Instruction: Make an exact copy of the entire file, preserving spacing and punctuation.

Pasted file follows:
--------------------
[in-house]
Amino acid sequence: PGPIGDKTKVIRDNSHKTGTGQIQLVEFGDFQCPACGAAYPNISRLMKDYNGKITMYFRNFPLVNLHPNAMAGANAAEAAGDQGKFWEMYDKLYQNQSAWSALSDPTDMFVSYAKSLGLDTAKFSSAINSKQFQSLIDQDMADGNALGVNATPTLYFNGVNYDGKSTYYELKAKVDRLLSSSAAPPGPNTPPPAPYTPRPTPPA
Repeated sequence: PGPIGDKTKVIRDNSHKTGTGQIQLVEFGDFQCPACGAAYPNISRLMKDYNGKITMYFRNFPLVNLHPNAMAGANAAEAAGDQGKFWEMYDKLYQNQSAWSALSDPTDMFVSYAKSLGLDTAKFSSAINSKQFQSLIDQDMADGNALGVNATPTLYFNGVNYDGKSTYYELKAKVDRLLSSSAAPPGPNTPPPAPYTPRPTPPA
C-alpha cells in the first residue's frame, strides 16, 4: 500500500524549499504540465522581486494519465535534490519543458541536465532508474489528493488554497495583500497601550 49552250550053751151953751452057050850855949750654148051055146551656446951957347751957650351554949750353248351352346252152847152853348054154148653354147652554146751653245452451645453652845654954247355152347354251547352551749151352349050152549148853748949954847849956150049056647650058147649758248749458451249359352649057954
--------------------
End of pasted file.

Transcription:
[in-house]
Amino acid sequence: PGPIGDKTKVIRDNSHKTGTGQIQLVEFGDFQCPACGAAYPNISRLMKDYNGKITMYFRNFPLVNLHPNAMAGANAAEAAGDQGKFWEMYDKLYQNQSAWSALSDPTDMFVSYAKSLGLDTAKFSSAINSKQFQSLIDQDMADGNALGVNATPTLYFNGVNYDGKSTYYELKAKVDRLLSSSAAPPGPNTPPPAPYTPRPTPPA
Repeated sequence: PGPIGDKTKVIRDNSHKTGTGQIQLVEFGDFQCPACGAAYPNISRLMKDYNGKITMYFRNFPLVNLHPNAMAGANAAEAAGDQGKFWEMYDKLYQNQSAWSALSDPTDMFVSYAKSLGLDTAKFSSAINSKQFQSLIDQDMADGNALGVNATPTLYFNGVNYDGKSTYYELKAKVDRLLSSSAAPPGPNTPPPAPYTPRPTPPA
C-alpha cells in the first residue's frame, strides 16, 4: 500500500524549499504540465522581486494519465535534490519543458541536465532508474489528493488554497495583500497601550 49552250550053751151953751452057050850855949750654148051055146551656446951957347751957650351554949750353248351352346252152847152853348054154148653354147652554146751653245452451645453652845654954247355152347354251547352551749151352349050152549148853748949954847849956150049056647650058147649758248749458451249359352649057954